I’ve enjoyed Pinterest this summer. As I look back at my boards, it is evident that I enjoy inspiration the most, however. I have pinned a measly 10 recipes, but a whopping 60 quotes of inspiration (thus far).
I like witty little sayings because I can immediately reap the benefit of reading them. A craft or recipe would certainly take more time. I like the quotes that make me laugh. I like the quotes that make me think. I especially like to be inspired. I like the honest ones, too – the ones that speak directly to my mommy heart.
A few of the ones that get down to the nitty gritty of day-to-day motherhood are:
- I used to have functioning brain cells, but I traded them in for children.
- Cleaning with kids in the house is like brushing your teeth while eating Oreos.
- I just closed the bathroom door, so the knocking should begin in 3, 2, 1…
- The longer I stay in the shower, the longer I can pretend that the kids aren’t fighting or destroying the house.
- I love cleaning up messes that I didn’t make, so I became a mom.
Yeah, so while we’re on that number 5 - I would not know what to do with myself if I actually came upon a toilet in the house that was flushed. I mean, how much effort does one quick downward swoop of a finger really take? Anyhoo – I guess I’ll keep finding poo in the toilet – no one has caught on to the simplicity of the task of flushing. Someday. In the meantime, I have strongly considered that automatic flushy thingy, but goodness knows that would scare the heck out of us all in the middle of the night (surely we’ve all had that certain public toilet that kept flushing over and over while we were STILL sitting on it?!) Moving on.
Then there are those special quotes that tug at my tear ducts like, “Without my children, my house would be clean, my wallet would be full, but my heart would be empty.” When I get agitated with their picking and whining and moaning and groaning, I always seem to hear that graduation song or that daddy-walks-daughter-down-the-aisle song in my head and it stops me in my tracks. I know they will only be little for a short time. This too shall pass.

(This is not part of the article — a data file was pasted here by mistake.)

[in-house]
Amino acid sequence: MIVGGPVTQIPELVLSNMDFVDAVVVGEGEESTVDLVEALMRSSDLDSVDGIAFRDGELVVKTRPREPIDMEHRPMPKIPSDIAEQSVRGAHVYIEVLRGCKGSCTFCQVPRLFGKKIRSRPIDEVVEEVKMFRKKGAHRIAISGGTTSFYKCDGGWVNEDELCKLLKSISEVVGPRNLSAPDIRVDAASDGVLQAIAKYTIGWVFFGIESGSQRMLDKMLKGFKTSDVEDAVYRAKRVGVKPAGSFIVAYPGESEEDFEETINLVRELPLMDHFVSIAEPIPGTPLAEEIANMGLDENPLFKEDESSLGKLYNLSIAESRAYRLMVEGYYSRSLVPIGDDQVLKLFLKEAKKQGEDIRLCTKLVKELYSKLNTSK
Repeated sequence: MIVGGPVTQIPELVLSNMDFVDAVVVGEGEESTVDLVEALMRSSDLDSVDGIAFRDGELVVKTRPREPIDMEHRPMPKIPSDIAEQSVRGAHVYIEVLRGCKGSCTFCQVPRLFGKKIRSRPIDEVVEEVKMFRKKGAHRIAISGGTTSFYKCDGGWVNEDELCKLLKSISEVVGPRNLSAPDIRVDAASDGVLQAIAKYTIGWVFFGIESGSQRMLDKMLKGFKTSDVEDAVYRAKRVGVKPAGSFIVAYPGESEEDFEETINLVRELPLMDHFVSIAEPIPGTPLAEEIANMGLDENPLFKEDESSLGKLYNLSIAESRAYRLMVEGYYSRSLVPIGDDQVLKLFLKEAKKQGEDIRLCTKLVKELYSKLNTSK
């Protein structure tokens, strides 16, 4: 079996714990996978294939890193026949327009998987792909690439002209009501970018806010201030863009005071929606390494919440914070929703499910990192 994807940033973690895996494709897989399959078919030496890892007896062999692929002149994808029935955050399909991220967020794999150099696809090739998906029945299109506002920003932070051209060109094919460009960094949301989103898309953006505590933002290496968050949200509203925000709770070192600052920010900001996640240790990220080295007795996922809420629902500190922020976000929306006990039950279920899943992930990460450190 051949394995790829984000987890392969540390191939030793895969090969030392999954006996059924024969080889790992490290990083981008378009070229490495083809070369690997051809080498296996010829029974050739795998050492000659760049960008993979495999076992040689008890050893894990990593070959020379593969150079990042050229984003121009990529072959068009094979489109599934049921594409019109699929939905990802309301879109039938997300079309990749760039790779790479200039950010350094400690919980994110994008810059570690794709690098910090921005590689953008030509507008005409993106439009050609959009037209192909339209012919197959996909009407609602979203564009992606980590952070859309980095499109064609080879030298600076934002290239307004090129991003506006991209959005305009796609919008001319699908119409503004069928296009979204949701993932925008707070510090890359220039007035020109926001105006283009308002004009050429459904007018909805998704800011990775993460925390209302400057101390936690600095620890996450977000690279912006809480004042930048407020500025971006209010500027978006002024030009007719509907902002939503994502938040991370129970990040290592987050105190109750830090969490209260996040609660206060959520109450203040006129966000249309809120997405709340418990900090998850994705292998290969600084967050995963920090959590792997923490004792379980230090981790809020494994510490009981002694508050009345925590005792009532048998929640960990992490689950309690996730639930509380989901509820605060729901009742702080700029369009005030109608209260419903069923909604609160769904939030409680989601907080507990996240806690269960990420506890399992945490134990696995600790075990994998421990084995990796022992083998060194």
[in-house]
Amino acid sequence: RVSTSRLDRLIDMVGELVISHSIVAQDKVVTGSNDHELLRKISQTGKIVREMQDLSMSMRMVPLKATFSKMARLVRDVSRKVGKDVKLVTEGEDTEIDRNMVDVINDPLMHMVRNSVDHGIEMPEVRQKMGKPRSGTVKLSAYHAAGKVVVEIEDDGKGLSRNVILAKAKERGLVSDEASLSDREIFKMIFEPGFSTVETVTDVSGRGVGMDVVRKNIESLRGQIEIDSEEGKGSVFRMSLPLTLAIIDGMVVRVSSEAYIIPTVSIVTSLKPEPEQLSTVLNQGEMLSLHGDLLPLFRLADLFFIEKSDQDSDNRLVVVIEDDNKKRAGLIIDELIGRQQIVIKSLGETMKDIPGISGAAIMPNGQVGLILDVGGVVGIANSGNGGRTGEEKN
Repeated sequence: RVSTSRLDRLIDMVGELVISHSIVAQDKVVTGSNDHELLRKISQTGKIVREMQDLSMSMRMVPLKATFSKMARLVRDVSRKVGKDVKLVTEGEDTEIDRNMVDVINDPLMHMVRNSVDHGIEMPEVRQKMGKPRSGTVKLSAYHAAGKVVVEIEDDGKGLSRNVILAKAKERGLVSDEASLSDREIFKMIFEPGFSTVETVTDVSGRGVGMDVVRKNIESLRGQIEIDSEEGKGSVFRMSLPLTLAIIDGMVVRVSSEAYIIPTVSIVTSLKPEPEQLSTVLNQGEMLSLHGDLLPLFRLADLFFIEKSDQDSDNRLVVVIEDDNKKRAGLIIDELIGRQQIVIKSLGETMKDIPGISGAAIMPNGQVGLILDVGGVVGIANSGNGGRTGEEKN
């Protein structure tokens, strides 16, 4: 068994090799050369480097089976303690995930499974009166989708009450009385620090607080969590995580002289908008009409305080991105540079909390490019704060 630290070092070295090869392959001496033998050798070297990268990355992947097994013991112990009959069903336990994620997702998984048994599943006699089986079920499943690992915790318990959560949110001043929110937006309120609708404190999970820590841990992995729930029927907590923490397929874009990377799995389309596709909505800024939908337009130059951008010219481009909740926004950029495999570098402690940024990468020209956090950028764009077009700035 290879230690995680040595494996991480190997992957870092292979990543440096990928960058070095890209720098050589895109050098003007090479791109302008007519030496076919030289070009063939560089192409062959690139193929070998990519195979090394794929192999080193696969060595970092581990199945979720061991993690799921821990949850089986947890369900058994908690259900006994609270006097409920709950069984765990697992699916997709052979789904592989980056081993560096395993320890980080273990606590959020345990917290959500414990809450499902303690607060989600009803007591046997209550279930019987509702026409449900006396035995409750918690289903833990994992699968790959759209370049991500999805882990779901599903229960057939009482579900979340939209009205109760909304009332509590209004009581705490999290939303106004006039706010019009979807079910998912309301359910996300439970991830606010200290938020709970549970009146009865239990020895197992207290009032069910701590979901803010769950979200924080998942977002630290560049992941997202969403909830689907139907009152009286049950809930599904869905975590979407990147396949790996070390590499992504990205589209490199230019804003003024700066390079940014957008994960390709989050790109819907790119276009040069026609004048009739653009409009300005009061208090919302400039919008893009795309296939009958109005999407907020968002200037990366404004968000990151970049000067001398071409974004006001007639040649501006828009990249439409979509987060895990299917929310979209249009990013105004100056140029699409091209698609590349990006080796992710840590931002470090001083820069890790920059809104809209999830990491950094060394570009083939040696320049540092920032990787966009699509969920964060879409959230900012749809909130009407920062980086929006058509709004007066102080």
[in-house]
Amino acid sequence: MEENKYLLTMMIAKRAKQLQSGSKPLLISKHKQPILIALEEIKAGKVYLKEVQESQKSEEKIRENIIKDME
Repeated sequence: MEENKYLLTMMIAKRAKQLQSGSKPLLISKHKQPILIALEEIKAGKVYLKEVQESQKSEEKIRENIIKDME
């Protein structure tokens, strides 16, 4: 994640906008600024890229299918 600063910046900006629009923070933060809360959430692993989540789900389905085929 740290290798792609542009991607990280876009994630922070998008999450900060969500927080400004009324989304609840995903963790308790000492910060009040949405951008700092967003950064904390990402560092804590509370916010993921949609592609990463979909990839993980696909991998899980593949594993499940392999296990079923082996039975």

Moms are pretty hard on themselves when it comes to mothering. It doesn’t take much for us to feel guilty about something we did or didn’t do. And, we constantly question ourselves if we are or aren’t doing a good job on any given day. Well, at least I do. When I see their angelic faces sleeping, I recall the times I have been impatient with them that day and I say a little prayer that I’ll be able to do better tomorrow.
I ran across this wonderful little list of things that we should say to our children. I think the list speaks volumes and was a great reminder for me:
- I love you! There is nothing that will make me stop loving you. Nothing you could do or say or think will ever change that.
- You are amazing! I look at you with wonder! Not just at what you can do, but who you are. There is no one like you. No one!
- It’s okay to cry. People cry for all kinds of reasons: when they are hurt, sad, glad, or worried; when they are angry, afraid, or lonely. Big people cry too. I do.
- You’ve made a mistake. That was wrong. People make mistakes. I do. Is it something we can fix? What can we do? It’s all over. You can start fresh. I know you are sorry. I forgive you.
- You did the right thing. That was scary or hard. Even though it wasn’t easy, you did it. I am proud of you; you should be too.
- I’m sorry. Forgive me. I made a mistake.
- You can change your mind. It’s good to decide, but it is also fine to change.
- What a great idea! You were really thinking! How did you come up with that? Tell me more. Your mind is clever!
- That was kind. You did something helpful and thoughtful for that person. That must make you feel good inside. Thank you!